Staff Show and Tell
It goes without saying that we here at Smokingpipes are very passionate about pipes. Have you ever wondered what pipes we enjoy in our personal collections? Well, we intend to show you.
I love me some Castello #10s. Shape #10 meets all of my criteria for a pipe, first and foremost: small, lightweight, proper chamber capacity (for me), thick enough walls (to my taste). Also, it’s just a sharp design that silhouettes prettily. But what I dig most about the Castello #10 is that, like all Castellos, it’s a handmade pipe, so although each #10 is a #10, they’re all slightly different from one another in one way or another. Plus, they can be had in a multitude of finishes, colors, and grades. Endless fun, if you can find one!
I spent many years admiring and closely following the work of American Master Brad Pohlmann before I was able to acquire one of his pipes. Brad has quite a few shapes that have become signatures, and the variations on the Dublin shape that he produces are instantly recognizable as his own. The balance between the Danish influence and the contemporary American aesthetic is remarkable; the lines and profile of this piece are painfully graceful and flow elegantly from bow to button. The block used for this beauty comes from a particularly old stock of Algerian briar that is renowned amongst Brad’s collectors for its almost unbelievable flavor, and superb smoking characteristics. The stem is easily the most comfortable in my collection, and yes, it sits just like that without any aid! This one will always have a special place in my rotation.
This Tan Blast Billiard with Boxwood is special to me for a few reasons. It is my first Adam Davidson pipe, and I got to watch him make it over the course of a rather long day in his shop. This pipe put up a bit of a fight during its birth, and there were all sorts of things that just didn't go as planned the first or second time; but through problem solving and perseverance, Adam was able to coax the briar into cooperating, and the end results are just beautiful to me. The blast is excellent, and the pipe smokes sweet, cool and dry. It also serves as a constant reminder to me of how much time, brain power and effort are involved in Adam's craft. Add to this that this pipe was purchased from Adam at the Chicago Show this year, my first Chicago Show, and you have the makings of a pipe that, for me, amounts to far more than the sum of its parts.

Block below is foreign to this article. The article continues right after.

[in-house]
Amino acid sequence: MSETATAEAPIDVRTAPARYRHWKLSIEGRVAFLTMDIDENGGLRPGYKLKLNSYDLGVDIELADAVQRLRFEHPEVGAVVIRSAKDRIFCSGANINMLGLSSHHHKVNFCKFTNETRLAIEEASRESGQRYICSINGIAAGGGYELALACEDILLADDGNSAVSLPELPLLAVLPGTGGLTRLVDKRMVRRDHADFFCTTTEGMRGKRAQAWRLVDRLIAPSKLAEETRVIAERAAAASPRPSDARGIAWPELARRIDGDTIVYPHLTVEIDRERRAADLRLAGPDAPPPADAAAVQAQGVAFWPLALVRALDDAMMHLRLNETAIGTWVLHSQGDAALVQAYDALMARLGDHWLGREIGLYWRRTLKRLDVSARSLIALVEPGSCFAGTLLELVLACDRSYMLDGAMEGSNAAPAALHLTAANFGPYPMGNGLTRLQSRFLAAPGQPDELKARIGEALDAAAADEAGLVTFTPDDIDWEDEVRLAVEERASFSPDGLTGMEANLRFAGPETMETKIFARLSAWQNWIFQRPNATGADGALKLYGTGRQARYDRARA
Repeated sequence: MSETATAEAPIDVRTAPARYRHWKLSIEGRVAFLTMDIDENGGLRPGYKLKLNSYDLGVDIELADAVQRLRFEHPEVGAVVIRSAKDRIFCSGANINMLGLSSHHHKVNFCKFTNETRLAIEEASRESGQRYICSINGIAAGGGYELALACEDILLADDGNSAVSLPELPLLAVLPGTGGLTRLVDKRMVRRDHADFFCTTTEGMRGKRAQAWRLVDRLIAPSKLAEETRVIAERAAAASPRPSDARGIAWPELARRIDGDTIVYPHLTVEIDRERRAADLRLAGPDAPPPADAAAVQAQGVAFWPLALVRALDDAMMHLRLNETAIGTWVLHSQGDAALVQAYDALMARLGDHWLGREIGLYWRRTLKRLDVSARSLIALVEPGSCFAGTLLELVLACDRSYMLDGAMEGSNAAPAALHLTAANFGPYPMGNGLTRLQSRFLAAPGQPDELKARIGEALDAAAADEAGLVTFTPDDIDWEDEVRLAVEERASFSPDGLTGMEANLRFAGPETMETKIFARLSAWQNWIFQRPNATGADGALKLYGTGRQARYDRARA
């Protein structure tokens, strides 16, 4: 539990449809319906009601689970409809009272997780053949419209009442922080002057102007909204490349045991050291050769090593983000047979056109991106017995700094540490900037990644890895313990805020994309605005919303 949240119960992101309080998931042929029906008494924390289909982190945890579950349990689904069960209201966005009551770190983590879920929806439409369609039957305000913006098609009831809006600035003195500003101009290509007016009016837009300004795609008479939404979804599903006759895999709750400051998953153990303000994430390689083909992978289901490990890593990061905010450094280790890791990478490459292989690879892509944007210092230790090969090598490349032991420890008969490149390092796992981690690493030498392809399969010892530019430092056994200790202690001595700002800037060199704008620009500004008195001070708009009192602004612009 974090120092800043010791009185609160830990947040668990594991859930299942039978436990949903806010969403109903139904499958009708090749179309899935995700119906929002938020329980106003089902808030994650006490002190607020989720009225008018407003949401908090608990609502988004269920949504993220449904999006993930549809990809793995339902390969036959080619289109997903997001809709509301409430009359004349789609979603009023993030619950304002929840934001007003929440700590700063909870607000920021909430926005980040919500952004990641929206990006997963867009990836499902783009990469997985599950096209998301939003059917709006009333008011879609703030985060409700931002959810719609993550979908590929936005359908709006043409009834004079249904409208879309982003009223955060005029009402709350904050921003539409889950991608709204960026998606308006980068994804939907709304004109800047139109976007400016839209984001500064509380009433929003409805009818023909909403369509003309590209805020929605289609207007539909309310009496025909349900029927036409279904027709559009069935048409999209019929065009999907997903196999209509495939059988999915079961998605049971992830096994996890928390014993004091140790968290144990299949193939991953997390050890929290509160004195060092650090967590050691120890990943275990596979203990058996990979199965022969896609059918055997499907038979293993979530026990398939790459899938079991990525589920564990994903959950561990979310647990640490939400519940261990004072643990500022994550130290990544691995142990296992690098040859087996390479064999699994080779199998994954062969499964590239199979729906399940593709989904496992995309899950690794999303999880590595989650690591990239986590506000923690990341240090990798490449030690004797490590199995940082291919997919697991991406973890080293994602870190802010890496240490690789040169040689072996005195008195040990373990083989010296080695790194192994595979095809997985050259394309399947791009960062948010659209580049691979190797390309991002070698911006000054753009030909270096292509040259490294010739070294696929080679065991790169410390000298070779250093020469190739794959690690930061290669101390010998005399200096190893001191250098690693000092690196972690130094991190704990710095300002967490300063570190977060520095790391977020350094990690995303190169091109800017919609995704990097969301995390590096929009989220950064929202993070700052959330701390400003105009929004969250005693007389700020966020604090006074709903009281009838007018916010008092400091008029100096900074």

I picked up this Michail Kyriazanos pipe in May of this year. My pipe shape preferences have evolved over the past few years, and I really appreciate the classic shapes, especially the Lovat. There isn't a Lovat that comes across my desk that I’m not sizing up for my pipe rack. I lean towards smaller shapes and tend to be a bit rough on my pipes, which is why I gravitate towards sandblasted and rusticated finishes. The pipe is light, the draw is open, and the saddle bit is a real nice fit for my partial overbite. The rustication is akin to a Castello Sea Rock and has a nice hand feel. Most importantly, it smokes flake tobaccos like dream. This pipe has become my favorite smoker, and the wear and tear on it shows. I have work pipes, pipes for home, and my Kyriazanos — which often finds itself making the commute with me, bridging the gap between the two. Almost every purchase that I make (pipes or otherwise) comes with a little twinge of buyer’s remorse, however momentary; not my Kyriazanos, though.